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swilkewitz

Passing "this" pointer to member object

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I'm currently revamping the structure for my game, and I need to pass the address of an object to one of its members. I tried to use the "this" pointer, but that didn't work. I was able to get around the problem by passing the pointer of the object to its own constructor and then passing that to the member. I'm guessing there is a better way to do this though.

Thanks!
Scott Wilkewitz

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1, Why do you want to pass the address?
2, Why passing "this" doesn't work? What error?

More details please.

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1, Why do you want to pass the address?
2, Why passing "this" doesn't work? What error?

More details please.


1, I've got a chain of classes that store each other, and I want to be able to access methods from higher-up classes.

2, Its a runtime error. Basically, when I use the pointer to access the methods nothing happens. Perhaps the problem is with parallel objects? All I know is that getting the pointer from outside the constructor works.

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I don't quite understand what exactly is your goal. As it sound like, you simply want something like this, but it's rather useless:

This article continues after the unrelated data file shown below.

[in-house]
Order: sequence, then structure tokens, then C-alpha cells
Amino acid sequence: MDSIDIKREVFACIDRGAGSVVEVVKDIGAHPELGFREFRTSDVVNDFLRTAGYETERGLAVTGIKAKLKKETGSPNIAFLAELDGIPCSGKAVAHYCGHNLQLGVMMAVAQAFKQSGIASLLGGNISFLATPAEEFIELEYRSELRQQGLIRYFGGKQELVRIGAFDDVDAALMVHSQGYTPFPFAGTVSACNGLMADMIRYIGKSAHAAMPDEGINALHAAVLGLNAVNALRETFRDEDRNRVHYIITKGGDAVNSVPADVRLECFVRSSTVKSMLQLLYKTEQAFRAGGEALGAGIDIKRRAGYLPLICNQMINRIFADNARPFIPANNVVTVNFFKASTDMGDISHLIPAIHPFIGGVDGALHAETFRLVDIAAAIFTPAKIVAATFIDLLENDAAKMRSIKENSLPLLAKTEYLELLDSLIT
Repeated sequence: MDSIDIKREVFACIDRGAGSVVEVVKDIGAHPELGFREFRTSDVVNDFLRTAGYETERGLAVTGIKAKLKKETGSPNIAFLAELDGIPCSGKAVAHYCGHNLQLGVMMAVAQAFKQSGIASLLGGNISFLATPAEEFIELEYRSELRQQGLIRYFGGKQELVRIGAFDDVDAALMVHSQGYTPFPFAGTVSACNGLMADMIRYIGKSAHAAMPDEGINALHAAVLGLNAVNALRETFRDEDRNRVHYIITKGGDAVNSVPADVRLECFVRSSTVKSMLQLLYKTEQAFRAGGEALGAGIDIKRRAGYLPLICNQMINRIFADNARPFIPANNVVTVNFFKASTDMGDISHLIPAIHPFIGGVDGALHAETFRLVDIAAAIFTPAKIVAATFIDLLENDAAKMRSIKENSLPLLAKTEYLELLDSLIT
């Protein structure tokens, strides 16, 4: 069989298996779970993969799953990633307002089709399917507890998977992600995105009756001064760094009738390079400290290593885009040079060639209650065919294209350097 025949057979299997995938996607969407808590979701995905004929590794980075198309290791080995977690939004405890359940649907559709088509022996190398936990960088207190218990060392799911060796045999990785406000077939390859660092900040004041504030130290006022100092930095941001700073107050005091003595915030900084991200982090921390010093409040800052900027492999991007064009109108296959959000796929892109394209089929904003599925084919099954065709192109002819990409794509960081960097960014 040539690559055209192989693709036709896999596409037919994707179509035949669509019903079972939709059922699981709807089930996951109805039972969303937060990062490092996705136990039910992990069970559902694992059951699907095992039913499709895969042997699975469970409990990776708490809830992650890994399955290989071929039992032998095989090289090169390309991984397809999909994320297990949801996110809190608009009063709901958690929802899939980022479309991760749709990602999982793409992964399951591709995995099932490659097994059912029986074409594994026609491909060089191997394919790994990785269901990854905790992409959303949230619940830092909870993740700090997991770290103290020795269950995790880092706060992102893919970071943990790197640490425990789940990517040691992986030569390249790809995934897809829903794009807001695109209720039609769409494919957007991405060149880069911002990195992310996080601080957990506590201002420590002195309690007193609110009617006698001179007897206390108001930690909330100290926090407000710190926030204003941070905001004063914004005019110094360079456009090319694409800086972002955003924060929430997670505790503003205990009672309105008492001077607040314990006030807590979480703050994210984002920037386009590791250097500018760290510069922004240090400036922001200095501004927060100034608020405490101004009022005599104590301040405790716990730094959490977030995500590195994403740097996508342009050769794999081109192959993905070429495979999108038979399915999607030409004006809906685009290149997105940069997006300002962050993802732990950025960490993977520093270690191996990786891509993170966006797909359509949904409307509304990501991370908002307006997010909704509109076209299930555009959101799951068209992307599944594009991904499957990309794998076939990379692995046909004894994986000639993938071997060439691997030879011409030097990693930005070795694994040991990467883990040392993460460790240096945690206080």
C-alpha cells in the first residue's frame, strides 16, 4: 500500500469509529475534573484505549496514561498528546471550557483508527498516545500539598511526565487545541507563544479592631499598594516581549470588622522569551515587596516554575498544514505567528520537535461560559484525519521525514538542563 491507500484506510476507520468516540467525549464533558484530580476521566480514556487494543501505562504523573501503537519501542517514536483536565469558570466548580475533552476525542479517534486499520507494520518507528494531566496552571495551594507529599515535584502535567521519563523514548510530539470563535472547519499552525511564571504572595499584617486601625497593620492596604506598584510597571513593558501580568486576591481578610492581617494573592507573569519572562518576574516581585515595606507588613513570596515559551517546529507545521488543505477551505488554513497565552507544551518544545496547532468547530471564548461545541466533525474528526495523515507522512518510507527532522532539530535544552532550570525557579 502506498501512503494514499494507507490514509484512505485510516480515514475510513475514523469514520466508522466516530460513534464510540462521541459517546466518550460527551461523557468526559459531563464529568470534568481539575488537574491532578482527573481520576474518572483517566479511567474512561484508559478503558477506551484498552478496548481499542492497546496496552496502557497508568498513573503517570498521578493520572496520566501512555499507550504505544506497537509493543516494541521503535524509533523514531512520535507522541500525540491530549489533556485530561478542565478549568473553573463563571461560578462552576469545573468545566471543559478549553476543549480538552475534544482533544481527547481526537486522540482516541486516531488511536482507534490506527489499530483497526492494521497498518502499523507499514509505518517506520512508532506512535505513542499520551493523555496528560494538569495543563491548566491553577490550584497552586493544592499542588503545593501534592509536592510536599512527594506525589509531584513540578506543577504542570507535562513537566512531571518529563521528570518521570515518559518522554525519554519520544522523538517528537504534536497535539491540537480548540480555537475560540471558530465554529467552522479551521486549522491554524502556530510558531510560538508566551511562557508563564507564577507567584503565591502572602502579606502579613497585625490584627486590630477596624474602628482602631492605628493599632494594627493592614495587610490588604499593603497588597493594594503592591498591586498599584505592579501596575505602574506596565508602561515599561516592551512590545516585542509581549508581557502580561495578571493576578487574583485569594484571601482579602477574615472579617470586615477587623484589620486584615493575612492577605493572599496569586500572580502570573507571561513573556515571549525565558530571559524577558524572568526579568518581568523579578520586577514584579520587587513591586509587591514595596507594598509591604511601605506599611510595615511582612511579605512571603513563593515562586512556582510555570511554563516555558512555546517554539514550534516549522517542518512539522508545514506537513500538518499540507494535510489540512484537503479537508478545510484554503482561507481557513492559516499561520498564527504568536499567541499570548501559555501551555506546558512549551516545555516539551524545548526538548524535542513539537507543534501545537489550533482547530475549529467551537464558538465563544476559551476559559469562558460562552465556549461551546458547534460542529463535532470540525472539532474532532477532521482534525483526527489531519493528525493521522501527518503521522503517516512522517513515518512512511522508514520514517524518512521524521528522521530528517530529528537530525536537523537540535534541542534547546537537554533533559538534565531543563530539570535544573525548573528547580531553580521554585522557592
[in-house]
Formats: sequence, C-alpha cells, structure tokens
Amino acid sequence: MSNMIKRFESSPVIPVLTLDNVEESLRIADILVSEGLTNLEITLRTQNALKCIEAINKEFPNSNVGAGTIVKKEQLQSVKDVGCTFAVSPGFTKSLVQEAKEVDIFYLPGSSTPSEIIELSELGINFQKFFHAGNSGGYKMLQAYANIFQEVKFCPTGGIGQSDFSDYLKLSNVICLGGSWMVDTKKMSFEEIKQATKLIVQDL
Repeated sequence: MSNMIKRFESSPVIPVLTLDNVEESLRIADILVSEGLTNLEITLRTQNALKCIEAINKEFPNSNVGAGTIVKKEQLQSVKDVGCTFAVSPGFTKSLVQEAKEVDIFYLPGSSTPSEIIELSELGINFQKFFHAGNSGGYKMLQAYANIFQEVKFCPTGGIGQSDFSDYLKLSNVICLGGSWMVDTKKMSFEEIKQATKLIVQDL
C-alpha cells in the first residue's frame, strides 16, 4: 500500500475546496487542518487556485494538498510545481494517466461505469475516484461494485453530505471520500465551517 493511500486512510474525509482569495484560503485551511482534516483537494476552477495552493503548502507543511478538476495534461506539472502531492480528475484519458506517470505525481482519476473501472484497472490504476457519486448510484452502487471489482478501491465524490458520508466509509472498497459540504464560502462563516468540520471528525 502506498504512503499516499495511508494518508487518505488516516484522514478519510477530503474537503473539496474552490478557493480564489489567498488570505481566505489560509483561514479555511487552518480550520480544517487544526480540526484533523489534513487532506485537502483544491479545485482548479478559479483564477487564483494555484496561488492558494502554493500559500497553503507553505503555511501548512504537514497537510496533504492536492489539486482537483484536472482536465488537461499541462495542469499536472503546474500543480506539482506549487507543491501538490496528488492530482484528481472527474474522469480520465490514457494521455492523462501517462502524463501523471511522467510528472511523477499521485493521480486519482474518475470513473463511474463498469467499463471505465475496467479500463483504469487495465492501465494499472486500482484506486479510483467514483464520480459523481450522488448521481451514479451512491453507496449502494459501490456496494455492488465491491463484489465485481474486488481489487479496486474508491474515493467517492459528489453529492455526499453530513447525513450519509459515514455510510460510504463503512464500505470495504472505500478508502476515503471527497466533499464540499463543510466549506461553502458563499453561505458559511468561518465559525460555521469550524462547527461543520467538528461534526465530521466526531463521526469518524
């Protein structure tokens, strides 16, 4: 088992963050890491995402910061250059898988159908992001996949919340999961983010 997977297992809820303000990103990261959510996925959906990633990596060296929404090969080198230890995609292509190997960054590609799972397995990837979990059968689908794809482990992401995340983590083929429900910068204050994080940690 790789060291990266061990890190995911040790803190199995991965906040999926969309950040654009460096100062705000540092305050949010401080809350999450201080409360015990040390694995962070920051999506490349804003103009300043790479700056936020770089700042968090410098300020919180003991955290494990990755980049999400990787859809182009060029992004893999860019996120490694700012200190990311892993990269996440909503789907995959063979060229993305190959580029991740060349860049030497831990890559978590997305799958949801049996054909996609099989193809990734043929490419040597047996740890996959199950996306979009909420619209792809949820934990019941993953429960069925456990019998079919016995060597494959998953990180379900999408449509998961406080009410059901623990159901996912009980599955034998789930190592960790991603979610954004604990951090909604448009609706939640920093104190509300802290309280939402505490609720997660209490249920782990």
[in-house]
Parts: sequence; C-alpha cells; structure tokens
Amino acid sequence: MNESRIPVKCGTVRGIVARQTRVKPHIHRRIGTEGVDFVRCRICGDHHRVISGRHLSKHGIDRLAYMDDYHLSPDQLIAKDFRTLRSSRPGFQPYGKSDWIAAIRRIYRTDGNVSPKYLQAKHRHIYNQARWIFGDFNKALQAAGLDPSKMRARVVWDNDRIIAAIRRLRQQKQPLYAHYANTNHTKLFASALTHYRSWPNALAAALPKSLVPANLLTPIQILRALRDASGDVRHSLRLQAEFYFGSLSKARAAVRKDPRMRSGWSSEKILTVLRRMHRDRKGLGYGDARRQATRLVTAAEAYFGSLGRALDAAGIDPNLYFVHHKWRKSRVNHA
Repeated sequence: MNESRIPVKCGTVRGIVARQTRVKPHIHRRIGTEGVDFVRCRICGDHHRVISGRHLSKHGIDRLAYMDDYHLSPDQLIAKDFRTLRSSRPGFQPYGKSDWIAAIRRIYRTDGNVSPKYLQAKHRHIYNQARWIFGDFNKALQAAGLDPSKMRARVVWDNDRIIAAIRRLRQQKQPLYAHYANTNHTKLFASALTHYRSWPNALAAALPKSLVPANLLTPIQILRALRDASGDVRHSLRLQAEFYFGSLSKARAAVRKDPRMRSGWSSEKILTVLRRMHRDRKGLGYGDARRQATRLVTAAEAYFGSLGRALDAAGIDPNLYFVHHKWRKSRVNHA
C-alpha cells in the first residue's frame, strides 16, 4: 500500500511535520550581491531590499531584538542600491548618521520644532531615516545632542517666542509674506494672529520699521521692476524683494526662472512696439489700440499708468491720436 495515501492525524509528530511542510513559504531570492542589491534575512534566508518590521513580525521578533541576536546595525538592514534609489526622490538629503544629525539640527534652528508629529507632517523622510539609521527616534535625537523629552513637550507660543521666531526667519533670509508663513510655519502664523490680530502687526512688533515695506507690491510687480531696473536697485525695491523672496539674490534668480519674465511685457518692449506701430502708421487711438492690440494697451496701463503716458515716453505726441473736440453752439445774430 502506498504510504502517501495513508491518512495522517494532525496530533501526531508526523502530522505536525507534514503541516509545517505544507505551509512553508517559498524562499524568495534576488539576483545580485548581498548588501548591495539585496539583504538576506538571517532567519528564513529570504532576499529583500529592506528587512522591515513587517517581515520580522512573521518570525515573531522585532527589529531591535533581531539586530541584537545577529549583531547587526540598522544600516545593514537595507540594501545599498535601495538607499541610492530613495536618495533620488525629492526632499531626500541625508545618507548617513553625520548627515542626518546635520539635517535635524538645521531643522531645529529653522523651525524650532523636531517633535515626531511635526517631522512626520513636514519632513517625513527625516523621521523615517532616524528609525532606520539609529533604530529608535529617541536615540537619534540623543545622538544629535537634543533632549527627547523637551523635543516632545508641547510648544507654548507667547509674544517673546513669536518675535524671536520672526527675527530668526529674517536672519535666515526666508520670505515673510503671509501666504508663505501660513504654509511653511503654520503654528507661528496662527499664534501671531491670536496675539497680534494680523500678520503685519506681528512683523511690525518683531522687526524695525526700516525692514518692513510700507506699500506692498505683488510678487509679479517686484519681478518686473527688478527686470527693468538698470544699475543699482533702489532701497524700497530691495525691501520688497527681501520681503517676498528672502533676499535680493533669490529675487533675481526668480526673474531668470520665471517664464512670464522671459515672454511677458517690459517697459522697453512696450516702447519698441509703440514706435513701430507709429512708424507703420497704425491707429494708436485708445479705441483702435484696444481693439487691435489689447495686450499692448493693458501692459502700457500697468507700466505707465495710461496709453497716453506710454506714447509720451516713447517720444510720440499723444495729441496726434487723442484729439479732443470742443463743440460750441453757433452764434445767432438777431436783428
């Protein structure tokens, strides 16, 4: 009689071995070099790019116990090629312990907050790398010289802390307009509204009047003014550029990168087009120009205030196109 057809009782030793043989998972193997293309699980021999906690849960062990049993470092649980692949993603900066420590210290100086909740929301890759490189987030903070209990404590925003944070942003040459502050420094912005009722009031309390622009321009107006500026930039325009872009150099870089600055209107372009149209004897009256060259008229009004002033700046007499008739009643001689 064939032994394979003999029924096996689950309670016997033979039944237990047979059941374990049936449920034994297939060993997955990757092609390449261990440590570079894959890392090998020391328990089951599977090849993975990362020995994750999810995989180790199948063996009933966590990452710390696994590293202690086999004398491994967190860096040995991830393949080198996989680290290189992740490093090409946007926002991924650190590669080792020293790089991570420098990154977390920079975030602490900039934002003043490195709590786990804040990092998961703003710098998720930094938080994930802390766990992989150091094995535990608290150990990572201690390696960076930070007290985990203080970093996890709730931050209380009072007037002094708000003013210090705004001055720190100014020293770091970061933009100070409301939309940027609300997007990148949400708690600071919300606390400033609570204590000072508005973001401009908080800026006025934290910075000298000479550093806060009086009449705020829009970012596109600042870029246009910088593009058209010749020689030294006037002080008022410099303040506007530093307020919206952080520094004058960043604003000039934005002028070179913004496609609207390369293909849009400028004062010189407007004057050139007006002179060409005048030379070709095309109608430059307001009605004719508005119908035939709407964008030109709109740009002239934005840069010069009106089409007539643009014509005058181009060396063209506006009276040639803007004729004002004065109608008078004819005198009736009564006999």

class A
{
public:
A() : memberPointer(this) {}
~A() {};

private:
A* memberPointer;
};


Or maybe instead of a pointer as the member variable, you have another class B and you need to pass A pointer to B through the constructor or a method or whatever. Shouldn't be a problem nonetheless.

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It's quite possible to do this:
class Member
{
public:
SetOwner(Owner *owner);
};

class Owner
{
public:
Owner() { member.SetOwner(this);}

Member member;
}


This is wrong:

Owner owner;
owner.member.SetOwner(this);

But you can go like this:

Owner owner;
owner.member.SetOwner(owner);


If you are wanting a reference (or just a regular variable) and not a pointer, you can go like this:

class Member
{
public:
SetOwner(Owner &owner);
};

class Owner
{
public:
Owner() { member.SetOwner( *this ); } //De-reference the pointer.

Member member;
}

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If you pass the pointer during construction, you shouldn't call any methods on that pointer until the enclosing class has completed construction. Otherwise you'll be accessing partially constructed object. In particular, calling virtual methods when only part of the inheritance hierarchy has been constructed is a bad idea.

See if you can separate the objects to introduce a third object that both depend on:

class Shared
{
public:
Shared(int n) : n(n)
{
}

void foo()
{
std::cout << "Shared: " << n << '\n';
}

private:
int n;
};

class Member
{
public:
Member(Shared *shared)
{
shared->foo();
}
};

class Owner
{
public:
Owner()
:
shared(42),
member(&shared)
{
}

private:
Shared shared; // <-- Ordering here is vital!
Member member;
};

int main()
{
Owner owner;
}

This is cleaner if you can manage it. If not, you probably should wait until the Owner is constructed before giving the Member a pointer to it. Unless you can guarantee you won't be doing anything dangerous with that pointer until the Owner is fully constructed.